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Catheter Cardiovasc Interv. 2013 Oct 1;82(4):E465-8. doi: 10.1002/ccd.24853. Epub 2013 Apr 8.

Type II complex regional pain syndrome of the hand resulting from repeated arterial punctures during transradial coronary intervention.

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Department of Medicine, Cardiac and Vascular Center, Samsung Medical Center, Sungkyunkwan University School of Medicine, Seoul, South Korea.


Coronary catheterization using a transradial approach has become a common procedure, as the risks of local complications are low and this procedure affords relatively expeditious postprocedural patient mobilization. Access site complications--such as radial artery spasm, hematoma, and compartment syndrome--have been reported in the literature; however, cases of complex regional pain syndrome (CRPS) of the hand related to the procedure are extremely rare. We describe a case of type II CRPS affecting the hand after a transradial coronary intervention that was complicated by repeated periprocedural arterial punctures. In this case, a 55-year-old woman underwent a percutaneous coronary intervention for the treatment of unstable angina. After successful completion of the procedure, the patient complained of severe pain along the median and radial nerve distributions and resulting disability of the right hand. Although subsequent duplex sonography showed no abnormalities, a nerve conduction study uncovered injury to multiple nerves on the right. A diagnosis of type II CRPS was then made and the patient was treated with a nerve block as well as multiple medical modalities. This case demonstrates a very unusual complication resulting from the transradial approach to percutaneous coronary intervention.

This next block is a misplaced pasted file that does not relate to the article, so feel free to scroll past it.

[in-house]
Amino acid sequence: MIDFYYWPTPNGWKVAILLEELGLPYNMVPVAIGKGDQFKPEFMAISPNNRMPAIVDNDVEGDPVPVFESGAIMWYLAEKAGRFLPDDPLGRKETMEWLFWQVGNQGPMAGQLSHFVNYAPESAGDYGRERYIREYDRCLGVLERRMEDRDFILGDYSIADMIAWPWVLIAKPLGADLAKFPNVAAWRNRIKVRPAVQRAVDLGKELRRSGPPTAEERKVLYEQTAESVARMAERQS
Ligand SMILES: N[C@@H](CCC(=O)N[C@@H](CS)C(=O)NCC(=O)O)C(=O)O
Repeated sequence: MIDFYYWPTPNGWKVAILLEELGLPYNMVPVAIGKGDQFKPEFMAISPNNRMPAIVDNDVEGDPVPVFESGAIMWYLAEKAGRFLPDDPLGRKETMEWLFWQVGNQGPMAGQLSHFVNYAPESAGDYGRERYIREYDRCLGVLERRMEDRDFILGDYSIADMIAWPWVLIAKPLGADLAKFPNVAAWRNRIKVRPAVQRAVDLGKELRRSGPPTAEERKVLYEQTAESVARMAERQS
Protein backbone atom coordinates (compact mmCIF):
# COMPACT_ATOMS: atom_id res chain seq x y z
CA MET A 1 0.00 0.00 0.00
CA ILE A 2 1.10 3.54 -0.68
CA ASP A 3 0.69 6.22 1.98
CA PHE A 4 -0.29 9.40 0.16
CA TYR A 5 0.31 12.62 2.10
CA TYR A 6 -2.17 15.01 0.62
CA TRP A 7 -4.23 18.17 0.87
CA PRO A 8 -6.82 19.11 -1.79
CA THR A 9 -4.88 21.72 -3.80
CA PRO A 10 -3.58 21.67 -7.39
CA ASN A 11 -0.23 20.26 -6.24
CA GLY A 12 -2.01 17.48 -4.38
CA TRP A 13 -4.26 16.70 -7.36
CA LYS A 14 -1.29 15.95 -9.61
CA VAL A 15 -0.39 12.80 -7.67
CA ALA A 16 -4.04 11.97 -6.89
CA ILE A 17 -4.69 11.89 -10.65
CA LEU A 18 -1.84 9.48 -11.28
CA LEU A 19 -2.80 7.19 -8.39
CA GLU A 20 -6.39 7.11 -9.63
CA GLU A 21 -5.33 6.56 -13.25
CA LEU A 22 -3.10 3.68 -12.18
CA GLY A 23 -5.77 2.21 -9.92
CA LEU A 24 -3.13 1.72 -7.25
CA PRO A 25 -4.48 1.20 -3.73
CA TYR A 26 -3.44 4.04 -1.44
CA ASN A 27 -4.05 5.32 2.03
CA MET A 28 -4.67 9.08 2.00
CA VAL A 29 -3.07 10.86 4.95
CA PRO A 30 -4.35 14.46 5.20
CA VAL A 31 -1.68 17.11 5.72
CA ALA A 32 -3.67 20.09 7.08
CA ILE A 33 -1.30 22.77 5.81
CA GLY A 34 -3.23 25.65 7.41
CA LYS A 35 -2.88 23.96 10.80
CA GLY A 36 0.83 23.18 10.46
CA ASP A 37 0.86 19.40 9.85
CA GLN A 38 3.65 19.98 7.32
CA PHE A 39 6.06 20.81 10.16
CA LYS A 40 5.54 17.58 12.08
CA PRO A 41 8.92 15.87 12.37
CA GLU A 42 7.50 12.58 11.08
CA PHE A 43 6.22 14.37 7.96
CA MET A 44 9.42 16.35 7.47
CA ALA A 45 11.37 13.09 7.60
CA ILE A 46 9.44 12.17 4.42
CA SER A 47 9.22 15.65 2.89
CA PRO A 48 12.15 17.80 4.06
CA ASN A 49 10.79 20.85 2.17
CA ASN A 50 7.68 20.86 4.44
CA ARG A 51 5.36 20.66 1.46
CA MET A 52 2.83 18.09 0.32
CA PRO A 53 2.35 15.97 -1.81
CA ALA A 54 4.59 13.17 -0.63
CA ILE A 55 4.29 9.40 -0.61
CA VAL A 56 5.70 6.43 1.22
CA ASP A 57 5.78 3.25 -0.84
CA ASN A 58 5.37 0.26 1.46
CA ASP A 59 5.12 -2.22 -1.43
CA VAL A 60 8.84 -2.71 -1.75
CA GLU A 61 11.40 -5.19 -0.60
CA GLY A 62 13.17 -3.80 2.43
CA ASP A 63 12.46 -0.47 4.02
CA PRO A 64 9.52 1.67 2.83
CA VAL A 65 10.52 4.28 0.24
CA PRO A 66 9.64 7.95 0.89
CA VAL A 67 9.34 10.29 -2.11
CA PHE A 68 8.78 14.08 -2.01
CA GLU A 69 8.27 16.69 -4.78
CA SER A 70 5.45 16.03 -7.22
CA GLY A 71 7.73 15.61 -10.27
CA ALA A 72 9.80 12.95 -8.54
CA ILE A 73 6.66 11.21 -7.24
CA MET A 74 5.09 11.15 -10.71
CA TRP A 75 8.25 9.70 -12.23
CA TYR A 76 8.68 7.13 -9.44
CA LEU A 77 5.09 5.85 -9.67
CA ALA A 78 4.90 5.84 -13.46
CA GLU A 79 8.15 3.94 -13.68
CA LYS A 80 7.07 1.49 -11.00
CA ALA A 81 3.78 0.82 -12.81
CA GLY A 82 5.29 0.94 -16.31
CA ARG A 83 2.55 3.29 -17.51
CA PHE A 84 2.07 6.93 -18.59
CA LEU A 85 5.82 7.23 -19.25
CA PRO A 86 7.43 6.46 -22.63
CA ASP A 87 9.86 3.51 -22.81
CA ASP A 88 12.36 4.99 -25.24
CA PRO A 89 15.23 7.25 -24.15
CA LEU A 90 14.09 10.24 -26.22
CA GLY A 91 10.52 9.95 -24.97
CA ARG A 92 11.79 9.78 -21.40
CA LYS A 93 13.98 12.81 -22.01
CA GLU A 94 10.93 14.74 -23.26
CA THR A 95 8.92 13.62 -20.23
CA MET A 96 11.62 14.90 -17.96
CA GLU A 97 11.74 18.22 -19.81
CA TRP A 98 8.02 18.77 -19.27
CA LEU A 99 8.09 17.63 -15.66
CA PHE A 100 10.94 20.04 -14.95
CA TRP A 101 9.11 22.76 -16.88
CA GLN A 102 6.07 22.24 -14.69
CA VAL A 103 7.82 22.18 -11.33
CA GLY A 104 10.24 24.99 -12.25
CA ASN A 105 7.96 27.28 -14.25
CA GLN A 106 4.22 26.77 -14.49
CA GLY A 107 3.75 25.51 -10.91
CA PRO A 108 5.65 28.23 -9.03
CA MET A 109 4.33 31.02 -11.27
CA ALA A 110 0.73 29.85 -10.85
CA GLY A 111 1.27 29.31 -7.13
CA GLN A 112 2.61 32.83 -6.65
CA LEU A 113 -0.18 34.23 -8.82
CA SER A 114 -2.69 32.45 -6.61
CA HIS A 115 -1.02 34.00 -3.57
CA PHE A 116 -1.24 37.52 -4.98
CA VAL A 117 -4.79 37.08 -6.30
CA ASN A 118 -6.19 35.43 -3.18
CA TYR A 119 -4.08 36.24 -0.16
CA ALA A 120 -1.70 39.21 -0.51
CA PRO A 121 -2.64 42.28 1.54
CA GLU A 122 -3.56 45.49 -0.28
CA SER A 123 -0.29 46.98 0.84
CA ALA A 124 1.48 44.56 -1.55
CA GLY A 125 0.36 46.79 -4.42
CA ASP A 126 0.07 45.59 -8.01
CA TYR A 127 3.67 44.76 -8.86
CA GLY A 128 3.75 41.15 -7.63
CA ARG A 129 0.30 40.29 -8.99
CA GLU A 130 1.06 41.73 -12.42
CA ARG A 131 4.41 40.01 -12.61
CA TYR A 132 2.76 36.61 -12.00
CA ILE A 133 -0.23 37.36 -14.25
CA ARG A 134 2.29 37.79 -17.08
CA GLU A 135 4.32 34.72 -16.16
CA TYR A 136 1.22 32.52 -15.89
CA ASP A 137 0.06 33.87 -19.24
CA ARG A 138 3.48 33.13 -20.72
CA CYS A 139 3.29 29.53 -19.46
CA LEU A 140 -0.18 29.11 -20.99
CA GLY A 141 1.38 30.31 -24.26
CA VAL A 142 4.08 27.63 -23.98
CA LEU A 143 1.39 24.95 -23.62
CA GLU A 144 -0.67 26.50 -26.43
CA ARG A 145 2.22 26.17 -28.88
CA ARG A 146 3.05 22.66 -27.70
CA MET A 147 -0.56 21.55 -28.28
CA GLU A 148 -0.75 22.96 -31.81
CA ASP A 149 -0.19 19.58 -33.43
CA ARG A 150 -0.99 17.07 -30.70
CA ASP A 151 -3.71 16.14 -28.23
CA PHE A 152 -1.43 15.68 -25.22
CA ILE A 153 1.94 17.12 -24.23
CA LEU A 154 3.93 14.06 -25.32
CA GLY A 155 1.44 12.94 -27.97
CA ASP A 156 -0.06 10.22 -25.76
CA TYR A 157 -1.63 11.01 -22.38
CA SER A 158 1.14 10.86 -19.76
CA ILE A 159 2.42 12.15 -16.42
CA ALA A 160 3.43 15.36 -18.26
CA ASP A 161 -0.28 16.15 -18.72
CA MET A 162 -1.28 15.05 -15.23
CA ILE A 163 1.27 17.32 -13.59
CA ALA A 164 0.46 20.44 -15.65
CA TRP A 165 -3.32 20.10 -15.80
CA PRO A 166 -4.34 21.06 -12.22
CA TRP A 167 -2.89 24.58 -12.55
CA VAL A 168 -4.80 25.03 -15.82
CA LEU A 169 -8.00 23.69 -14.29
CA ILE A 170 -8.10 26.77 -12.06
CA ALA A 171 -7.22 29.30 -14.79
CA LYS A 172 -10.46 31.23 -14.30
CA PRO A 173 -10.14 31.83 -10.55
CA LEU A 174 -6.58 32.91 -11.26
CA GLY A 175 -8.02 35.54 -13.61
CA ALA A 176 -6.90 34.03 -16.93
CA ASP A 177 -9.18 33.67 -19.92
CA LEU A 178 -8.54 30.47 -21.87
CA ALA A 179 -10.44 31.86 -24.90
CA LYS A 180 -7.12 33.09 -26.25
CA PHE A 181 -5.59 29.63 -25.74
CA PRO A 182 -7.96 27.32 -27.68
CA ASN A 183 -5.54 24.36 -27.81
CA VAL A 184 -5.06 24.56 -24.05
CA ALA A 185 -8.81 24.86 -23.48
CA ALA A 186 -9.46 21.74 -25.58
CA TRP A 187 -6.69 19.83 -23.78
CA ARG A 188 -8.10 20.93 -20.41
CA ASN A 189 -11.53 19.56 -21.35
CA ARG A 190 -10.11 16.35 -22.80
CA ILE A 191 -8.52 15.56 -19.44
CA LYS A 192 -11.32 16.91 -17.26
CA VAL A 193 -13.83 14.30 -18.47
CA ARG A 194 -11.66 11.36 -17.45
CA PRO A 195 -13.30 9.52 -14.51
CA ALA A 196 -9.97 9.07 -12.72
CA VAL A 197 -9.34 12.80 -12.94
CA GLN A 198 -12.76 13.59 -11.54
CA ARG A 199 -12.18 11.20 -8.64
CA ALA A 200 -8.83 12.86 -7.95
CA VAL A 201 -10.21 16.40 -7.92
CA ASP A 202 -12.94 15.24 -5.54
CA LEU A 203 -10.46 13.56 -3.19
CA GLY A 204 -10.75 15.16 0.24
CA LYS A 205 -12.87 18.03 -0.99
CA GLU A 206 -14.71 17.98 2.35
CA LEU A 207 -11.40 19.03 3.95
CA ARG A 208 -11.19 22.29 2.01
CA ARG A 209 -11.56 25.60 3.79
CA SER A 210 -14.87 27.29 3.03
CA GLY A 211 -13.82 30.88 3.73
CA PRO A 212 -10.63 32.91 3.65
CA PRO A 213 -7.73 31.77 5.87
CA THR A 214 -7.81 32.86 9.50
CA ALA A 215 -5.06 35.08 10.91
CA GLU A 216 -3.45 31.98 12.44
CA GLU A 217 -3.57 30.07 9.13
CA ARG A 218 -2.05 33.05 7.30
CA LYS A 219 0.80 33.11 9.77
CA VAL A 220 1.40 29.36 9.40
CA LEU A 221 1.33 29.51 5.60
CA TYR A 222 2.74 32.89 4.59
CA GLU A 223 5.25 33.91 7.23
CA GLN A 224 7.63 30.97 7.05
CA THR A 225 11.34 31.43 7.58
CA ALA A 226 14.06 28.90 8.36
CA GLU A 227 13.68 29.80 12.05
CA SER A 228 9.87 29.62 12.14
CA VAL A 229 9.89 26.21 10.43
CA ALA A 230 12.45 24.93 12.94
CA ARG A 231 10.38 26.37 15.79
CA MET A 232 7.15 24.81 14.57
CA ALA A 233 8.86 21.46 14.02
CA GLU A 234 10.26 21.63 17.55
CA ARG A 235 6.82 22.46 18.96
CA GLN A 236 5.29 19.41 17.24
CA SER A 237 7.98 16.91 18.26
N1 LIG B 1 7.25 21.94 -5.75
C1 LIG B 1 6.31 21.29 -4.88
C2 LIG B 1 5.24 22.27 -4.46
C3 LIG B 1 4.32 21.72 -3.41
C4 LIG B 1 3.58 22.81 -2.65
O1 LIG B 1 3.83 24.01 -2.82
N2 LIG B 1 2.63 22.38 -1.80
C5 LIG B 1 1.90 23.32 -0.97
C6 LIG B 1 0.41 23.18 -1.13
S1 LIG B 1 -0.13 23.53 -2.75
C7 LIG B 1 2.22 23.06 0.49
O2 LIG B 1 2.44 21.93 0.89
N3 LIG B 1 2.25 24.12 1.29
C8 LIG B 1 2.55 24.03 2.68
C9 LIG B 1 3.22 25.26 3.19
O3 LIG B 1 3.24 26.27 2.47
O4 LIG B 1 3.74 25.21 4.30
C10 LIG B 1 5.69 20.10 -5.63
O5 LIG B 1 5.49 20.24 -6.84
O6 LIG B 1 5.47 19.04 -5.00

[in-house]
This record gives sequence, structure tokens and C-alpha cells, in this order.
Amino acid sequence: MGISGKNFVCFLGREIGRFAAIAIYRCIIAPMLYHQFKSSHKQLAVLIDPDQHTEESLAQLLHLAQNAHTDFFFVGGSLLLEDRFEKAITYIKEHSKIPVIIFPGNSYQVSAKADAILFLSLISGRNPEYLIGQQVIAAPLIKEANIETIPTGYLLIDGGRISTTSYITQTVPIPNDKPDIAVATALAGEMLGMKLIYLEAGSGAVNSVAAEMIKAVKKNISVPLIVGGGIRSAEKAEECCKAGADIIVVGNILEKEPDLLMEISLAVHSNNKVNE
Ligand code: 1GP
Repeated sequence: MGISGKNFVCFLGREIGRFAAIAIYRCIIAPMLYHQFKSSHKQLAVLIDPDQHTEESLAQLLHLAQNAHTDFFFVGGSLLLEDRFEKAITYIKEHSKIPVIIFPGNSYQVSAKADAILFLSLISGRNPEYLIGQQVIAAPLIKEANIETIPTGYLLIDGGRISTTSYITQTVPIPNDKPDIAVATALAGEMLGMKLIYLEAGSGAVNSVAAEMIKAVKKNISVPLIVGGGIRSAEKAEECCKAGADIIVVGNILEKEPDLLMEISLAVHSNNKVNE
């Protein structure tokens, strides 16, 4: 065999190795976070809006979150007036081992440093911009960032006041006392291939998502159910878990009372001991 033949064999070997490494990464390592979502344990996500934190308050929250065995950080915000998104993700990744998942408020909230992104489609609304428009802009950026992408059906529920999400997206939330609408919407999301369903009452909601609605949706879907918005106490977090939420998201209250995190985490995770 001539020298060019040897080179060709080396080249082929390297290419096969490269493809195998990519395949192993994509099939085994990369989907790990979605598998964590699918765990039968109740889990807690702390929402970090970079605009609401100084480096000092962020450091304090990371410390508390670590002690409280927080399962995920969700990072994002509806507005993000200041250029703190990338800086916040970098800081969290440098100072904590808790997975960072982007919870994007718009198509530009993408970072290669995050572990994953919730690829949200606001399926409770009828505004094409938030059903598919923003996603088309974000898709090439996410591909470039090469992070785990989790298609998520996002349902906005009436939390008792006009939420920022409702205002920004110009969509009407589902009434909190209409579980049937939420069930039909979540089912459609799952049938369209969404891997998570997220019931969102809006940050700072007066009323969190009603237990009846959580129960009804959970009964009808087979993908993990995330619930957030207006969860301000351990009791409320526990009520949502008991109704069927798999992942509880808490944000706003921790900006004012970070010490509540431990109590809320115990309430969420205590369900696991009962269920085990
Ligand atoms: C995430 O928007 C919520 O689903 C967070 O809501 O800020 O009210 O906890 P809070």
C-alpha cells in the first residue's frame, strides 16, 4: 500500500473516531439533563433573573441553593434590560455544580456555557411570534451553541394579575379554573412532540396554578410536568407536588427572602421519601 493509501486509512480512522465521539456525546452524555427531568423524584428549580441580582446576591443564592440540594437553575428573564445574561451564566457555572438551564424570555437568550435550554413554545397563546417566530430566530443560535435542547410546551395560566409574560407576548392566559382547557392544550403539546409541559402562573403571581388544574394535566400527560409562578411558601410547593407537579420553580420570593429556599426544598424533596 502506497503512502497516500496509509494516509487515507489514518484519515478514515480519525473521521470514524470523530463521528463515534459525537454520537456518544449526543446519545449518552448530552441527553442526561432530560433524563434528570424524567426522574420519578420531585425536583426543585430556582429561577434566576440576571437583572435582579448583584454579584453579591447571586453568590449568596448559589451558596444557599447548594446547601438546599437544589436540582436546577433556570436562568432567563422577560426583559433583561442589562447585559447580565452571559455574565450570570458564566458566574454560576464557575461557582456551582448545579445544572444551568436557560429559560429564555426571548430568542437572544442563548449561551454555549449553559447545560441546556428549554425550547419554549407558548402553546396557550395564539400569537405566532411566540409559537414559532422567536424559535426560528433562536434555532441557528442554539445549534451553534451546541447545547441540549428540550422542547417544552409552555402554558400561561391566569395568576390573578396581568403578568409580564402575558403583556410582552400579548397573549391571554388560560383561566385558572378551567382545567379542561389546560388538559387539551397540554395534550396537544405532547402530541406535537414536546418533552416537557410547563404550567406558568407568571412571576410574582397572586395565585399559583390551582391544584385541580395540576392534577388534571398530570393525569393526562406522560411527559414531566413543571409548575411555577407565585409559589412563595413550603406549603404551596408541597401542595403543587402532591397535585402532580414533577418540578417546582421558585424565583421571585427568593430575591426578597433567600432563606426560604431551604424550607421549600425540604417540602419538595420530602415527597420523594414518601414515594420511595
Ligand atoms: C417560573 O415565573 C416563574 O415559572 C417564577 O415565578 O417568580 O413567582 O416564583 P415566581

complex regional pain syndrome type II; coronary catheterization; transradial approach

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